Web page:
Johnny: What’s the motivation for your social media platform?

Valencia: The more that people see that teaching doesn’t look like what it looked like when they were in school, that you can make your classroom your art, and that this isn’t just a 9-5, it changes their perspective and gets them thinking, “Hmm. I can do that.” It started just as one of my kids that just couldn’t sit still. I wanted to him to still pay attention to me without taking attention away from him. A lot of teachers give so much attention to the kids that are troublesome and that doesn’t help the rest of the class. I just told him to record me one day. He was still paying attention to me without it feeling like he was an outcast for not being able to sit still.


Johnny: The staple of this project is “Passion changes everything.” What would you say is your passion and when did you know?

Valencia: I don’t have a passion. I am passionate. When I say that, what I mean is anything I’m doing, I’m passionate about it. If I’m in my classroom and I’m teaching my kids how to read, I’m passionate about that. Or if I’m in a meeting with educators, and I’m telling them that what they are doing is not working for our kids and that we need to try something else, I’m passionate about that. I struggle with that in a way because I’m fighting myself when I do that. When I fight like that, I’m the only one sometimes. It makes me feel “Was I wrong for speaking out? Was I wrong for walking out of that meeting with an attitude?” Those are those moments where I feel like I’m passionate and I’m not going to apologize. I can’t say I have one passion. Everything I do, I pour my passion into it. The only label that I take is teacher.


Johnny: What is your biggest fear?

Valencia: Fear? What is fear? I don’t have a fear. There is no good reason to fear anything. I understand the word, but it’s not something that exists to me. I felt fear when I wasn’t awakened…when I was a victim and not a visionary. When I was a victim, I was fearing- “Nobody’s going to love me. I’m not good enough. I can’t pass this test. I’m not smart enough. I’m not going to get into this school.” Those were the “victim” fears. I’m a visionary now. There’s no such thing as fear. I don’t see anything as fear. Things that bother me or come against me aren’t trying to hurt me- they’re going to enhance who I am. It’s going to strengthen me and make me grow.


Johnny: What does it mean to be conscious?

Valencia: To be aware and mindful on a level that doesn’t distract you. A lot of times there’s a curse that comes with being conscious because you see things you have to act on, even if you feel like you don’t have time. For instance, when things are happening in the real world, I have to come to my classroom and say, “You all can’t even read. How am I going to make you young activists?” I then have to choose what’s more important. I feel like it’s my duty on a conscious level to act and I have to teach them the same thing. We really don’t realize the difference being emotional and being conscious. When we are looking at these things and we’re angry about them, that is our emotions- our anger, our confusion, us feeling like we need to break the chains. Once we turn our emotions off, we start to act on our conscious level, which says that we need to work with other people to figure out how we’re going to change things together.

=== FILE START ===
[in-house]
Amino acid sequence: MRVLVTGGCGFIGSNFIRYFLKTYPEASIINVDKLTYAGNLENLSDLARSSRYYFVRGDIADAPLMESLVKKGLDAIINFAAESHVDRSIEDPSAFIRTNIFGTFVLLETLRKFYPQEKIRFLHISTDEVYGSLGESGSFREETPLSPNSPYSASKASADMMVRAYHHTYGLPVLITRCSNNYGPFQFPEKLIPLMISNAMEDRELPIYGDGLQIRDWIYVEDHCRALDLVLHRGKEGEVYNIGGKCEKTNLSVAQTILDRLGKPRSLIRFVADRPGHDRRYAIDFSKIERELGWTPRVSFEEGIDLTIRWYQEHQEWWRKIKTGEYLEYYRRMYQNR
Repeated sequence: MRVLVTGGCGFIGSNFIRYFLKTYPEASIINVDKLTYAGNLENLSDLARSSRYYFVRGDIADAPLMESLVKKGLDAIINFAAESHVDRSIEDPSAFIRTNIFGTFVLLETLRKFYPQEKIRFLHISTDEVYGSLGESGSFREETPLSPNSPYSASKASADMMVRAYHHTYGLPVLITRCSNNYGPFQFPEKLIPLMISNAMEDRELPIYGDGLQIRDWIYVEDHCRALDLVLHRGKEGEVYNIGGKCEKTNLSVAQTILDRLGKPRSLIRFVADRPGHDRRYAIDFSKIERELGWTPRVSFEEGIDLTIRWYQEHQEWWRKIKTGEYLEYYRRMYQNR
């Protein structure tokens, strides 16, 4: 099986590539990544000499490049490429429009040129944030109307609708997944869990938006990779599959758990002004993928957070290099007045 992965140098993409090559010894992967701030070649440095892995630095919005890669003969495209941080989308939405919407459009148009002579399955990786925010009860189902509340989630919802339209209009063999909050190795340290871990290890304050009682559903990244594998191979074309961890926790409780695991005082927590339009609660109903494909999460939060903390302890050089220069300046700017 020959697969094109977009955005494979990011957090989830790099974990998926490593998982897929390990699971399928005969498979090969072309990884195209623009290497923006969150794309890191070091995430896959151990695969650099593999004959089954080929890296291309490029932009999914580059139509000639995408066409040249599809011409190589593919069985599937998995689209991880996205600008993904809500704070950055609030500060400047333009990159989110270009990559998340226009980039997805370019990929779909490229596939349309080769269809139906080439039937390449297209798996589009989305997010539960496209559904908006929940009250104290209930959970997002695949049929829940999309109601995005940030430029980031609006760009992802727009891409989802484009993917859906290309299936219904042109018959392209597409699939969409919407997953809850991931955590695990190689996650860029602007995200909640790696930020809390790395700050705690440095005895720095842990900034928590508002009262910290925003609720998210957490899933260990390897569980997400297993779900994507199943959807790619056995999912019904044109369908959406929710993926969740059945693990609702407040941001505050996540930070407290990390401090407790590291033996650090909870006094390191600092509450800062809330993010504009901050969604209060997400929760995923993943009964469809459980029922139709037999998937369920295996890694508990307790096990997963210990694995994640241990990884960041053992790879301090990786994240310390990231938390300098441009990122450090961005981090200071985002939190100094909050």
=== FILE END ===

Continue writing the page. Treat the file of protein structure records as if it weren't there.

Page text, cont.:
Johnny: What’s the conversation like with your students? How do you make sure they’re conscious but educated at the same time?

Valencia: I start out not in the conversation. I facilitate and allow them to talk amongst themselves. As I’m listening to them, I choose things that they are saying that I need to touch on. Our latest conversation I had to touch on generalizations they were making. When they look at us and say “You’re all thugs. You can’t get into a good school. You only got into that school because of affirmative action” and we turn around and say, “White cops are all racist. They don’t care about us”, we are mirroring what they are doing to us. A lot of times, people say there is no such thing as reverse racism. Yes, there is! That word was founded upon people who went and did something to another group, and we have picked up some of those same things. It’s just the nature of our community right now. The only way to shift it is to first be able to admit it and then talk about it.


Johnny: What is the greatest piece of advice you can give to aspiring educators?

Valencia: Teach from the heart. That simply means when you go into your classroom, everything you do should be from your heart. Be yourself and love. When you are being yourself, you are being true to your heart. Don’t try to emulate anyone else. Remember why you started. When your kids see that it’s what you genuinely want to do for them, you will get respect and love from them. They will work hard for you. You aren’t always going to have easy days. These are real people with real issues. If you’re looking at them through the heart’s eyes, you won’t get as angry and personalize their behavior. The heart remembers to put their heart first.